1. Stock-Picking Strategies: Introduction
  2. Stock-Picking Strategies: Fundamental Analysis
  3. Stock-Picking Strategies: Qualitative Analysis
  4. Stock-Picking Strategies: Value Investing
  5. Stock-Picking Strategies: Growth Investing
  6. Stock-Picking Strategies: GARP Investing
  7. Stock-Picking Strategies: Income Investing
  8. Stock-Picking Strategies: CAN SLIM
  9. Stock-Picking Strategies: Dogs of the Dow
  10. Stock-Picking Strategies: Technical Analysis
  11. Stock-Picking Strategies: Conclusion


Let's run through a quick recap of the foundational concepts that we covered in our look at the most well-known stock-picking strategies and techniques:

  • Most of the strategies discussed in this tutorial use the tools and techniques of fundamental analysis, whose main objective is to find the worth of a company, or its intrinsic value.
  • In quantitative analysis, a company is worth the sum of its discounted cash flows. In other words, it is worth all of its future profits added together.
  • Some qualitative factors affecting the value of a company are its management, business model, industry and brand name.
  • Value investors, concerned with the present, look for stocks selling at a price that is lower than the estimated worth of the company, as reflected by its fundamentals. Growth investors are concerned with the future, buying companies that may be trading higher than their intrinsic worth but show the potential to grow and one day exceed their current valuations.
  • The GARP strategy is a combination of both growth and value: investors concerned with 'growth at a reasonable price' look for companies that are somewhat undervalued given their growth potential.
  • Income investors, seeking a steady stream of income from their stocks, look for solid companies that pay a high but sustainable dividend yield.
  • CAN SLIM analyzes these factors of companies: current earnings, annual earnings, new changes, supply and demand, leadership in industry, institutional sponsorship, and market direction.
  • Dogs of the Dow are the 10 of the 30 companies in the Dow Jones Industrial Average (DJIA) with the highest dividend yield.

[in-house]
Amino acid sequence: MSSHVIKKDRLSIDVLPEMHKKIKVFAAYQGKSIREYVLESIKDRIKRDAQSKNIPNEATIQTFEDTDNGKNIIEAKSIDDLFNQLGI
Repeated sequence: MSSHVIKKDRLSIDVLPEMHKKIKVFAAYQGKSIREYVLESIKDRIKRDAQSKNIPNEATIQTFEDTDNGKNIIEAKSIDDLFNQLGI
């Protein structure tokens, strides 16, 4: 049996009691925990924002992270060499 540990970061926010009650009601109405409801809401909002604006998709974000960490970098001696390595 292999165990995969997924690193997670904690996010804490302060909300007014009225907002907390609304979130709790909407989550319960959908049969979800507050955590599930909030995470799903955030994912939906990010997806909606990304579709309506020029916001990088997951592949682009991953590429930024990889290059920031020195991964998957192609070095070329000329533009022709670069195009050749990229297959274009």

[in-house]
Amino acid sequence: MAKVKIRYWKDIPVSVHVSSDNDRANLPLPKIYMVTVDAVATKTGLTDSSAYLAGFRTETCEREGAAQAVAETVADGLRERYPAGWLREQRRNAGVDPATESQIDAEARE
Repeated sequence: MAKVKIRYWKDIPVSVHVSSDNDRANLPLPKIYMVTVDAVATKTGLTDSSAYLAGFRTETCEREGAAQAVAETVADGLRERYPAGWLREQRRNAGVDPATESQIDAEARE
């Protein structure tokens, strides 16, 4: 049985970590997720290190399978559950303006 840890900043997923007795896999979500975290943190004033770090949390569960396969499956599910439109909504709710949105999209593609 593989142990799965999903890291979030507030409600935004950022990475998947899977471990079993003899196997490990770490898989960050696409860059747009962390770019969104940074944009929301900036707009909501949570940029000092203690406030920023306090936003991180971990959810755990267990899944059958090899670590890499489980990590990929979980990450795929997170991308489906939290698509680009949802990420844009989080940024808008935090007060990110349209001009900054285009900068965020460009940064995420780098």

• Technical analysis, the polar opposite of fundamental analysis, is not concerned with a stock's intrinsic value, but instead looks at past market activity to determine future price movements.

Related Articles
  1. Investing

    What Is The Intrinsic Value Of A Stock?

    Intrinsic value reduces the subjective perception of a stock's value by analyzing its fundamentals.
  2. Investing

    What Are A Stock's "Fundamentals"?

    The investing world loves to talk about fundamentals, but do you know what it means?
  3. Investing

    How to Identify Mispriced Stocks

    Find out how to identify mispriced stocks. Learn about intrinsic and relative valuation methods based on fundamentals, and technical analysis.
  4. Financial Advisor

    Value Investing Strategies in a Volatile Market

    Volatile markets are a scary time for uneducated investors, but value investors use volatile periods as an opportunity to buy stocks at a discount.
  5. Investing

    3 Red Flags for Value Stocks (KMI, FCX)

    Assess the components of Warren Buffett's value investing technique, and analyze the additional financial metrics to consider when diving into today's market.
Frequently Asked Questions
  1. What are the Differences Among a Real Estate Agent, a broker and a Realtor?

    Learn how agents, realtors, and brokers are often considered the same, but in reality, these real estate positions have different ...
  2. What is the difference between amortization and depreciation?

    Because very few assets last forever, one of the main principles of accrual accounting requires that an asset's cost be proportionally ...
  3. Which is better, a fixed or variable rate loan?

    A variable interest rate loan is a loan in which the interest rate charged on the outstanding balance varies as market interest ...
  4. What is the 1003 mortgage application form?

    Learn about the 1003 mortgage application form, what information it requires and why this form is the industry standard for ...
Trading Center